Joan Summy-Long v. Penn State University, et al


NOT PRECEDENTIAL OPINION Coram: AMBRO, KRAUSE, Circuit Judges and *CONTI, District Judge. Total Pages: 9. Judge: AMBRO Authoring. *Honorable Chief Judge Joy Flowers Conti, District Judge for the Western District of Pennsylvania, sitting by designation.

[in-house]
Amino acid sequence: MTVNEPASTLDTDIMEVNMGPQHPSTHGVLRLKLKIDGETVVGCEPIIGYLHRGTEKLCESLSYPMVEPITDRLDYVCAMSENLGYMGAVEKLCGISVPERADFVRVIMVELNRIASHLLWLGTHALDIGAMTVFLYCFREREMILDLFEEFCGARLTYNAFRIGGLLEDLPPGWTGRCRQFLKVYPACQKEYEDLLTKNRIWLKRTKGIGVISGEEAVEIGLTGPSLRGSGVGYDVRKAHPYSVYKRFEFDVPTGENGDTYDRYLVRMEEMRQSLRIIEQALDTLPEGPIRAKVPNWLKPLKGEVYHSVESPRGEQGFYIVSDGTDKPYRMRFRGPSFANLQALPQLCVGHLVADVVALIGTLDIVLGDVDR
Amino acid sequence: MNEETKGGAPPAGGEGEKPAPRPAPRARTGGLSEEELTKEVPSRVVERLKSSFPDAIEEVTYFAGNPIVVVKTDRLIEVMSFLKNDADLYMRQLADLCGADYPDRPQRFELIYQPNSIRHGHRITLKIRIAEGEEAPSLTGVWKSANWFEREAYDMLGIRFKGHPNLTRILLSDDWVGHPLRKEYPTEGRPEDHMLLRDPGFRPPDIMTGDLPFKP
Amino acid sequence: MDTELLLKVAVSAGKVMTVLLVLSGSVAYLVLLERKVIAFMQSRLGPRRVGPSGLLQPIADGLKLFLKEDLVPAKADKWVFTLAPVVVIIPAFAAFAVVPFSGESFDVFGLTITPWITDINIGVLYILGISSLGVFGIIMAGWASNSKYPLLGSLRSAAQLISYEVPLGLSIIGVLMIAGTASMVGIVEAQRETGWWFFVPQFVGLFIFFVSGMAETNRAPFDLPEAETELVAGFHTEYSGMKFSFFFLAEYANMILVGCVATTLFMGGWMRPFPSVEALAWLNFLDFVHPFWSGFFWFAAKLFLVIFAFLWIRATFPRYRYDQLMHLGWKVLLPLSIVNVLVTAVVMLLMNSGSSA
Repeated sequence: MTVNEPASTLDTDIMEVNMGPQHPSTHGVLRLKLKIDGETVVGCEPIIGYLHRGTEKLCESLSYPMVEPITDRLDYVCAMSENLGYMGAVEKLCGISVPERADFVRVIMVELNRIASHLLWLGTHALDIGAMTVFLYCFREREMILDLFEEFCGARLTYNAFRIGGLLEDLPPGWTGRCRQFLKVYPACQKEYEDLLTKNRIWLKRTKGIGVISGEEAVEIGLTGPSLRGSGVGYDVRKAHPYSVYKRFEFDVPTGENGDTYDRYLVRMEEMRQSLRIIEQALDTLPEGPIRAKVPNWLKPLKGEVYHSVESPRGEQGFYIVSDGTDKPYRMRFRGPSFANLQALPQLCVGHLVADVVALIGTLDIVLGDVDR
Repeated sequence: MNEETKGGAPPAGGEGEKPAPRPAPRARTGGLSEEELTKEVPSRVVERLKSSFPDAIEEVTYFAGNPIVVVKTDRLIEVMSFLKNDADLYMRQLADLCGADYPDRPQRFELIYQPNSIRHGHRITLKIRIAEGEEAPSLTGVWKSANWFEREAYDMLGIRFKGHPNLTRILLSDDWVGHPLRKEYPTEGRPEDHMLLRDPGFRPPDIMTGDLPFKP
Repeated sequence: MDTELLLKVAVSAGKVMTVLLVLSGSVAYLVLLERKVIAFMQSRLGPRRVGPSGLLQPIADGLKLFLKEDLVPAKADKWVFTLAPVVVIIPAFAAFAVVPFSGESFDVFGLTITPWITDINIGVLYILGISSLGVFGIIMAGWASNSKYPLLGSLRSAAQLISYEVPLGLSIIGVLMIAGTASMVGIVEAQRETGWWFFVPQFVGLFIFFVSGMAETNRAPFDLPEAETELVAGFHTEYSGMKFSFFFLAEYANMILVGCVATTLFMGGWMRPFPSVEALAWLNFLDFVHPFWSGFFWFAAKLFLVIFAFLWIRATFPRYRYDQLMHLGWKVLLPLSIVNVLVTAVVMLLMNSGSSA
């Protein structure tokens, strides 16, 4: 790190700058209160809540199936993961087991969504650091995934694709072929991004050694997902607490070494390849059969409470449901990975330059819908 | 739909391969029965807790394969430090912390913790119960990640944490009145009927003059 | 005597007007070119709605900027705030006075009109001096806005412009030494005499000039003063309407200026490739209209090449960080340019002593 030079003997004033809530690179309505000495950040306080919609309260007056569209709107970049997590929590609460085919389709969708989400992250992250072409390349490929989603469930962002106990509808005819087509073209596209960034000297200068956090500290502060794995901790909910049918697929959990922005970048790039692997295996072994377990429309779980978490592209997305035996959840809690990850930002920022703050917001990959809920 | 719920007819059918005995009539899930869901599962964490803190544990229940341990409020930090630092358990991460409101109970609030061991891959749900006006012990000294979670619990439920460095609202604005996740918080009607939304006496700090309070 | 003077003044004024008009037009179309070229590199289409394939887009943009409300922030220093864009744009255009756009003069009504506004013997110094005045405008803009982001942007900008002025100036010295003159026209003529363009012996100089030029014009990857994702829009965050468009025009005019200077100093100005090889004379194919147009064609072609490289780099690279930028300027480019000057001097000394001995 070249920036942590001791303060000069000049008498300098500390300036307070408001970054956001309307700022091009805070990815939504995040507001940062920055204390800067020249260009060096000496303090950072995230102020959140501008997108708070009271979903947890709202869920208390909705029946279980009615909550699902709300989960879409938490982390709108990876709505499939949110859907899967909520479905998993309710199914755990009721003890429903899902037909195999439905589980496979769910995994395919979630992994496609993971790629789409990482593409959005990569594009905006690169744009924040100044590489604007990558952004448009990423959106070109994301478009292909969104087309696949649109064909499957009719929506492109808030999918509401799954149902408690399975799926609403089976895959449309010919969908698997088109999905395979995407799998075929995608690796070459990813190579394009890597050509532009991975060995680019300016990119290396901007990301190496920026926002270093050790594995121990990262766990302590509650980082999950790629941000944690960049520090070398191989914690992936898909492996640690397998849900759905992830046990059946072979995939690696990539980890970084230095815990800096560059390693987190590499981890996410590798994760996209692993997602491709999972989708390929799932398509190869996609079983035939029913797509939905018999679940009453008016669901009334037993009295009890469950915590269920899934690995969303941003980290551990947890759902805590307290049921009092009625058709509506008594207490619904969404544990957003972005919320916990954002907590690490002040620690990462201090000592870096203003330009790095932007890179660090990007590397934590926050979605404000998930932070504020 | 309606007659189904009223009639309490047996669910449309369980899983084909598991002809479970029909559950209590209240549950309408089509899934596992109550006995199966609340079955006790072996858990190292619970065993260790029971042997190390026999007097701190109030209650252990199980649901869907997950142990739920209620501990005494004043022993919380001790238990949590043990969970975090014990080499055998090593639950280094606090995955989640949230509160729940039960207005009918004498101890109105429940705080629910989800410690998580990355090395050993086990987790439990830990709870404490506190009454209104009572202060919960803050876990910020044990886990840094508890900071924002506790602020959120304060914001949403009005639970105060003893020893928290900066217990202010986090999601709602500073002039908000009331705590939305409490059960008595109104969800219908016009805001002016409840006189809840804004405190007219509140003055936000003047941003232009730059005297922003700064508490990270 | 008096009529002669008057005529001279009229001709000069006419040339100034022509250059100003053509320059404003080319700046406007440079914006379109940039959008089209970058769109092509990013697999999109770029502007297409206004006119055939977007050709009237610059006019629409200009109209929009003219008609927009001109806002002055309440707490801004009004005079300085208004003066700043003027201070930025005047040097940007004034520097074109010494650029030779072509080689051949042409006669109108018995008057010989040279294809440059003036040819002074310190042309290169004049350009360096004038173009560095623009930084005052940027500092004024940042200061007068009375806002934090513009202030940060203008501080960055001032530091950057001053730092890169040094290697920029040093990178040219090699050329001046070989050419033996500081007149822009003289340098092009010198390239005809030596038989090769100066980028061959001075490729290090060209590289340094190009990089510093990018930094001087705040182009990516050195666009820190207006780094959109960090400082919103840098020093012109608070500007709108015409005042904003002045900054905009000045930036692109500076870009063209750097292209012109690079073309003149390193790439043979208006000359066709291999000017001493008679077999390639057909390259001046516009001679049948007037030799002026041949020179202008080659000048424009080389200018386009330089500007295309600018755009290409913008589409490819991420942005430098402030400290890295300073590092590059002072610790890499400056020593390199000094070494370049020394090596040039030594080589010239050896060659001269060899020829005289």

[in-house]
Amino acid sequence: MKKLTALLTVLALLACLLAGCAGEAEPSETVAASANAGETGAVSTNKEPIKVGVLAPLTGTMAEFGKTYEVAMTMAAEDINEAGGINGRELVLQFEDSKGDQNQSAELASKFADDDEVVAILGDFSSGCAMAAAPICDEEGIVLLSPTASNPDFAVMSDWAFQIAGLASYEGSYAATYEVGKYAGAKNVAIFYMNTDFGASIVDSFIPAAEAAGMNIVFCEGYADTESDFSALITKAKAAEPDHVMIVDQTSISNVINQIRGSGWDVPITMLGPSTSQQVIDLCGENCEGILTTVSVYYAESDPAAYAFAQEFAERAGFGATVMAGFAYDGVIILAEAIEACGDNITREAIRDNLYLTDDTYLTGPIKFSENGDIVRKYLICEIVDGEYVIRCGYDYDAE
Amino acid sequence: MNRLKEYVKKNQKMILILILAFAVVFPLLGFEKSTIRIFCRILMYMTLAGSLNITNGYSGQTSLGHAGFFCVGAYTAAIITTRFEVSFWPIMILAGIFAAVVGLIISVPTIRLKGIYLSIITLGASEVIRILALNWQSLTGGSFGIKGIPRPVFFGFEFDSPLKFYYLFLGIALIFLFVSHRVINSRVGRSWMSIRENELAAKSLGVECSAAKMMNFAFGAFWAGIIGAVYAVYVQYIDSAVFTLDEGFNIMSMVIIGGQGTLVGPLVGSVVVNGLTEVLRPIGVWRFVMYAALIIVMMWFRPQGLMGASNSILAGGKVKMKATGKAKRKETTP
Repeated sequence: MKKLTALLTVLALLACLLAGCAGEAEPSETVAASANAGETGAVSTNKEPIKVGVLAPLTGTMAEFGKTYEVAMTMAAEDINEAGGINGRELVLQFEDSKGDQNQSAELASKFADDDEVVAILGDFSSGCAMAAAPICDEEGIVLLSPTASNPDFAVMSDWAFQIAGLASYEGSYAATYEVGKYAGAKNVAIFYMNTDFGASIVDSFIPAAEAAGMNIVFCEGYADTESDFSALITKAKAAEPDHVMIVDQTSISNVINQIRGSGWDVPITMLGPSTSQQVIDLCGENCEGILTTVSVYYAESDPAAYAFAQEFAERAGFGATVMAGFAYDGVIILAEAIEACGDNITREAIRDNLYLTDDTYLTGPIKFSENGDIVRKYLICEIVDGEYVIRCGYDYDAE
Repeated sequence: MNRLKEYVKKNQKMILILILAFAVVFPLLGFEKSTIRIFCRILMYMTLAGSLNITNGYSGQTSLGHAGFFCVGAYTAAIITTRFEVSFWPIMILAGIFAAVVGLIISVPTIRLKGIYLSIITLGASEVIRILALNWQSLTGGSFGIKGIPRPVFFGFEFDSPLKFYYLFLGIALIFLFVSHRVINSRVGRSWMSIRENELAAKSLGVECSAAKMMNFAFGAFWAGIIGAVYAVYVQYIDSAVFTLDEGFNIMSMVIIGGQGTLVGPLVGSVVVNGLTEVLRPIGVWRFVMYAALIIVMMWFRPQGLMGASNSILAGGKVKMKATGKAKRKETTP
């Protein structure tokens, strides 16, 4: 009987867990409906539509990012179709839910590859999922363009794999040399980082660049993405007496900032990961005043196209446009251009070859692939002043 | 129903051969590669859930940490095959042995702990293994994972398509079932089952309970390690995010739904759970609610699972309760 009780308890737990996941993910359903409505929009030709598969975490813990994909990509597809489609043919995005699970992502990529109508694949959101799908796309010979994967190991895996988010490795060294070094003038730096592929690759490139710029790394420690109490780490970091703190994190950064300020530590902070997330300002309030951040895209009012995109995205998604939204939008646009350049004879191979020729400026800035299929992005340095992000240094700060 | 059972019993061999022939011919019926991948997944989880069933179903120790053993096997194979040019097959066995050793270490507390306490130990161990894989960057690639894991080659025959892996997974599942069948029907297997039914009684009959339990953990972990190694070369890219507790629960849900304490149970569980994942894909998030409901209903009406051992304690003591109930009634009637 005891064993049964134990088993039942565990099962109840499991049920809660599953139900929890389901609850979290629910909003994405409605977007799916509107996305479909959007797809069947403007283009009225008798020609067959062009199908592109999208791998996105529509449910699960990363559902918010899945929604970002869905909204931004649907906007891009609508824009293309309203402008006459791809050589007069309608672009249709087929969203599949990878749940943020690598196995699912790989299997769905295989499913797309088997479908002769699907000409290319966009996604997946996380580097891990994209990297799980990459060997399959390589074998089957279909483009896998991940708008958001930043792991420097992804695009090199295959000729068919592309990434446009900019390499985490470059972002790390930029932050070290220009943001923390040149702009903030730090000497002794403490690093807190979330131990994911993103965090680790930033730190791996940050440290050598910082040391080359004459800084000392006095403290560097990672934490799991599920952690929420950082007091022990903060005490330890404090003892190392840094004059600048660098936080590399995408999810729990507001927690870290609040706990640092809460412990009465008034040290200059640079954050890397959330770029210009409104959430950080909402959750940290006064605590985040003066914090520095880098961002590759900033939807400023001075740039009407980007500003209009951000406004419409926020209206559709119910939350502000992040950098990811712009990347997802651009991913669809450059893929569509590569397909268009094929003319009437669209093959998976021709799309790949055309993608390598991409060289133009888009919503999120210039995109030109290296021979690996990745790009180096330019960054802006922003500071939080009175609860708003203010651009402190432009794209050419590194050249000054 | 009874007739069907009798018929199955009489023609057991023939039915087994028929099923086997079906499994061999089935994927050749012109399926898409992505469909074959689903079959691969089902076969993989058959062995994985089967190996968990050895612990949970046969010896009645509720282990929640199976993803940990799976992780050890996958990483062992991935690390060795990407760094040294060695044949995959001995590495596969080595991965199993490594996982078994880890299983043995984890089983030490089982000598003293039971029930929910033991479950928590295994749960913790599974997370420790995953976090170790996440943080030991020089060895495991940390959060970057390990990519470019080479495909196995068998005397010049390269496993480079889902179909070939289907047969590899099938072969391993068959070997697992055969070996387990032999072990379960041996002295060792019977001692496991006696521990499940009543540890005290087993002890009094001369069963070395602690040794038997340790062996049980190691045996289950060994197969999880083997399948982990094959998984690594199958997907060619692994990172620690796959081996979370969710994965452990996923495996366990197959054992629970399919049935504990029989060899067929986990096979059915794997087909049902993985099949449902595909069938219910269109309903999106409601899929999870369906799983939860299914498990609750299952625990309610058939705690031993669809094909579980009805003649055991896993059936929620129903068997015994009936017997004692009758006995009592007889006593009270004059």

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Case: 17-1206 Document: 003112771110 Page: 1 Date Filed: 11/06/2017 NOT PRECEDENTIAL UNITED STATES COURT OF APPEALS FOR THE THIRD CIRCUIT ________________ No. 17-1206 ________________ JOAN Y. SUMMY-LONG, Appellant v. PENNSYLVANIA STATE UNIVERSITY; PENN STATE COLLEGE OF MEDICINE, ("PSCM"); GRAHAM B. SPANIER, Ph.D., President of Pennsylvania State University; HAROLD L. PAZ, M.D., Senior Vice President for Health Affairs, Dean and Chief Executive Officer of PSCM; DARRELL G. KIRCH, M.D., former Senior Vice President for Health Affairs, Dean and Chief Executive of PSCM; KEVIN GRIGSBY, D.W.S., Vice Dean of Faculty and Administrative Affairs at PSCM; C. MCCOLLISTER EVARTS, M.D., former Senior Vice President for Health Affairs, Dean and Chief Executive Officer PSCM; ELLIOT S. VESELL, Sc.D., Former Chair of the Department of Pharmacology of PSCM; WAYNE ZOLKO, Associate Vice President for Finance and Business and Controller of PSCM; KENT E. VRANA, Ph.D., current Chair of the Department of Pharmacology PSCM; MELVIN BILLINGSLEY, former Acting Chair of the Department of Pharmacology of PSCM ________________ Appeal from the United States District Court for the Middle District of Pennsylvania (M.D. Pa. No. 1-06-cv-01117) District Judge: Honorable Matthew W. Brann ________________ Case: 17-1206 Document: 003112771110 Page: 2 Date Filed: 11/06/2017 Submitted Under Third Circuit LAR 34.1(a) September 27, 2017 Before: AMBRO, KRAUSE, Circuit Judges, and CONTI, Chief District Judge (Opinion filed: November 6, 2017) ________________ OPINION* ________________ AMBRO, Circuit Judge Dr. Joan Summy-Long (“Summy-Long”) brought claims against her former employer, Pennsylvania State University (“Penn State”), under Title VII of the Civil Rights Act of 1964, Title IX of the Education Amendments of 1972, the Federal Equal Pay Act, 42 U.S.C. §§ 1983 & 1985, the Pennsylvania Human Relations Act, the Pennsylvania Equal Pay Act, and the Pennsylvania Equal Rights Amendment. The theme is that she suffered wage disparity on account of her gender. After Summy-Long abandoned her Pennsylvania Equal Pay Act and Pennsylvania Equal Rights Amendment claims, the District Court granted summary judgment to Penn State, holding that she failed to establish a prima facie case of sex discrimination and otherwise could not show that Penn State’s explanations were a pretext for discrimination. We agree and thus affirm.  Honorable Chief Judge Joy Flowers Conti, District Court Judge for the Western District of Pennsylvania, sitting by designation. * This disposition is not an opinion of the full Court and pursuant to I.O.P. 5.7 does not constitute binding precedent. 2 Case: 17-1206 Document: 003112771110 Page: 3 Date Filed: 11/06/2017 The facts of this case are well known to the Court and the parties. See SummyLong v. Pennsylvania State Univ., 226 F. Supp. 3d 371 (M.D. Pa. 2016); Summy-Long v. Pennsylvania State Univ., No. 1:06-CV-1117, 2010 WL 4514312, at *1 (M.D. Pa. Nov. 2, 2010). We review determinations on summary judgment de novo. Kelly v. Borough of Carlisle, 622 F.3d 248, 253 (3d Cir. 2010). It is appropriate when “the movant shows that there is no genuine dispute as to any material fact and . . . is entitled to judgment as a matter of law.” Fed. R. Civ. P. 56. The court must view the evidence in the light most favorable to the non-moving party. Galena v. Leone, 638 F.3d 186, 196 (3d Cir. 2011). Despite a long and settled history to the contrary, Summy-Long asked the District Court to construe her sex discrimination claims as asserting a disparate impact theory of liability. Disparate impact occurs when policies, practices, rules or other systems that appear to be neutral result in a disproportionate effect on a protected group, as opposed to disparate treatment claims that involve discriminatory decisions regarding an individual. See Griggs v. Duke Power Co., 401 U.S. 424 (1971); 42 (U.S.C. § 20003-2(k). The District Court refused Summy-Long’s request; it reasoned that she styled and prosecuted her action as a disparate treatment claim and thus was precluded from attempting to include other theories of liability at the eleventh hour in her summary judgment brief. We agree. Our Court has upheld decisions made by district courts rejecting disparate impact claims that were raised for the first time in summary judgment, expressing concerns over potential prejudice, expansion of burdens, and delay. See e.g., Josey v. John R. Hollingsworth Corp., 996 F.2d 632, 641 (3d Cir. 1993). 3 Case: 17-1206 Document: 003112771110 Page: 4 Date Filed: 11/06/2017 We apply the same legal standard for all of Summy-Long’s sex discrimination claims. Title VII and the PHRA prohibit an employer from discriminating against its employees on the basis of sex. 42 U.S.C. § 2000e-2(a)(i); 43 PA. CONS. STAT. § 955(a). Title IX applies the same prohibition to recipients of federal funds. 20 U.S.C. § 1681(a). “Following the Supreme Court’s lead in turning to Title VII jurisprudence for Title IX cases, lower courts have adopted the Title VII framework to analyze Title IX [ ] claims.” Atkinson v. Lafayette Coll., 653 F. Supp. 2d 581, 594 (E.D. Pa. 2009). This means Summy-Long’s claims are analyzed under burden-shifting framework in McDonnell Douglas Corp. v. Green, 411 U.S. 792 (1973). To survive summary judgment, a plaintiff must establish a prima facie case by showing (1) she is a member of a protected class, (2) she was qualified for the position, (3) she suffered an adverse action, and (4) this occurred under circumstances that raise an inference of discriminatory action. Sarullo v. U.S. Postal Serv., 352 F.3d 789, 797 (3d Cir. 2003). If Summy-Long meets the prima facie test, the burden shifts to Penn State to offer a legitimate, non-discriminatory reason for its actions. Stanziale v. Jargowsky, 200 F.3d 101, 105 (3d Cir. 2000). If it does so, Summy-Long must then point to evidence from which a reasonable jury could find that the University’s explanation is a pretext for discrimination and not the real motivation for its actions. Sarullo, 352 F.3d at 797. Summy-Long fails at the prima facie stage. She relies on the history of salary studies at Penn State’s Medical College that show she, as well as other female faculty, received lower salaries than their male comparators. However, our Court has previously instructed district courts to treat statistical evidence with caution in disparate treatment 4 Case: 17-1206 Document: 003112771110 Page: 5 Date Filed: 11/06/2017 cases. Healy v. N.Y. Life Ins. Co., 860 F.2d 1209, 1217 (3d Cir. 1988). The reason is that the inquiry involves decision-making related to the individual rather than the group. Cooper v. Fed. Reserve Bank of Richmond, 467 U.S. 867, 867 (1984). The Haignere Report relied on by Summy-Long did not establish causation for any salary disparities, analyze individualized circumstances, or explain the qualitative aspects of the faculty. Further, the only salary inputs were taken from the 2001-2002 academic year, which is outside of the relevant time period, here after June 2, 2003. Even had Summy-Long crossed the prima facie threshold, she failed to show that Penn State’s legitimate, non-discriminatory explanation of substandard academic performance is mere pretext. Penn State has cited numerous items in the record that Summy-Long’s salary reflected a lack of academic performance in comparison to her colleagues. She was urged to increase publications and to obtain external funding to support her research and a required portion of her salary. She was also offered a position as a committee chair by her boss but refused. Summy-Long failed to apply timely to renew her National Institute of Health grant even after being reminded repeatedly for three years by her superior. She also failed to respond with any affirmative evidence that Penn State’s explanation regarding her salary is pretextual. We thus affirm the District Court’s summary judgment in favor of Penn State regarding her sex discrimination claims. Summy-Long also appeals the summary judgment against her as to her claim under the Federal Equal Pay Act. To establish a prima facie case here, a plaintiff must show that employees of the opposite sex were paid more for performing work under 5 Case: 17-1206 Document: 003112771110 Page: 6 Date Filed: 11/06/2017 similar conditions that required substantially “equal skill, effort, and responsibility.” 29 U.S.C. § 206(d)(1); Stanziale, 200 F. 3d at 107. Substantial equality is not determined by job titles; it turns on “actual job content.” Brobst v. Columbus Servs. Int’l, 761 F.2d 148, 155 (3d Cir. 1985). If a plaintiff is able to demonstrate a prima facie Equal Pay Act case, the burden then shifts to the employer to show that the pay difference resulted from (1) a bona fide seniority system, (2) a merit system, (3) a system that measures earnings by quantity or quality of production, or (4) a differential based on any factor other than sex. 29 U.S.C. § 206(d)(1). As with Summy-Long’s sex discrimination claims, even if she were able to demonstrate a prima facie Equal Pay Act case, Penn State has shown an affirmative defense that she has not overcome. It awards salary based on a merit system. The difference in Summy-Long’s salary compared to her male coworkers resulted from, among other things, her lack of publications and failure to obtain external funding. Hence we affirm here as well. The District Court also properly granted summary judgment to Penn State on the merits of Summy-Long’s retaliation claims. There were four asserted bases for retaliation: (1) reduction of lab space; (2) her name was not listed on the Neural Science and Behavior Department faculty website; (3) medical misdiagnosis by doctors not parties to this claim; and (4) negative working conditions in the Pharmacology Department. At the prima facie stage Summy-Long must show: (1) protected employee activity; (2) adverse action by employer after or concurrent with the protected activity; 6 Case: 17-1206 Document: 003112771110 Page: 7 Date Filed: 11/06/2017 and (3) a causal connection between the two. EEOC v. Allstate Ins. Co., 778 F.3d 444, 449 (3d Cir. 2015). Reduction in lab space was not an adverse action, as lab space is awarded based on external grant funding that Summy-Long did not have. Her name was missing from the faculty web site simply because it had not been updated in years. She alleges that Penn State doctors misdiagnosed her skin tumor, classifying it as squamous cell carcinoma, and when they recommended a second excision it showed she was cancer-free. Not only have the doctors never been parties to this claim, but Summy-Long fails to show the alleged misdiagnosis was in any way motivated by her protected activity. Additionally, the negative working conditions in Pharmacology consisted of rudeness from an assistant and an omission of her name in an article, which are not sufficiently adverse. Moreover, Summy-Long failed to show any causal relation of the University’s action to her protected activity. Yet again, a prima facie case for retaliation is not met. The remainder of Summy-Long’s appeal relates to discovery. The District Court denied her last minute motion to compel, and she appeals. We review that denial under an abuse-of-discretion standard. Berger v. Edgewater Steel Co., 911 F.2d 911, 916 (3d Cir. 1990). Summy-Long submitted a discovery request on January 3, 2014—regarding performance and salary information for multiple Penn State employees dating back to the 1970s—to which Penn State promptly objected and repeated its objection two months later. Yet she waited almost twenty months to challenge the objections and compel production of the documents, filing a motion to compel on the very last day of discovery. The District Court denied it as untimely. 7 Case: 17-1206 Document: 003112771110 Page: 8 Date Filed: 11/06/2017 Summy-Long has failed to show that she was unable to file the motion to compel discovery in a diligent manner, rather than months after the second round of objections by Penn State. Our Court has held that a district court’s discovery ruling will not be reversed without determining that it resulted in actual and substantial prejudice and was a “gross abuse of discretion resulting in fundamental unfairness.” Marroquin-Manriquez v. I.N.S., 699 F.2d 129, 134 (3d Cir. 1983); see also In re Fine Paper Antitrust Litig., 685 F.2d 810, 817-18 (3d Cir. 1982). We make no such determination here. The District Court also properly limited the scope of discovery to alleged discriminatory practices occurring on or after June 2, 2003. Summy-Long does not challenge that this is the law of the case relative to monetary relief, but claims that the Court erred in determining that the scope of the evidentiary time frame relevant to her case is also limited to after 2003. What this ignores is that the District Court’s ruling took place in the context of deciding Summy-Long’s motion to compel, which sought the production and performance of her comparators as far back as 1978. The Court relied on the fact that, since 2010, the parties had proceeded on the basis that this case involved salary-related issues only for the period during and after 2003. Based on this, it properly declined to expand the scope of the case by approximately twenty-five years after the case already had been pending for nine years. Finally, Summy-Long claims that the District Court was biased against her. While the Court may have referred to its frustration related to Summy-Long’s frequent changes of counsel and requests for deadline extensions, it carefully reviewed and explored all pertinent factual and legal issues before coming to a decision. 8 Case: 17-1206 Document: 003112771110 Page: 9 Date Filed: 11/06/2017 Critical comments by a judge in an opinion or during court proceedings do not by themselves make for bias or prejudice. See Knoll v. City of Allentown, 707 F.3d 406, 411 (3d Cir. 2013). What is needed is a “deep-seated” or “high degree” of “favoritism or antagonism that would make fair judgment impossible.” United States v. Wecht, 484 F.3d 194, 213 (3d Cir. 2007), as amended (July 2, 2007) (citing Liteky v. United States, 510 U.S. 540, 555-56 (1994)). The record reveals none of that here. We affirm in all respects. 9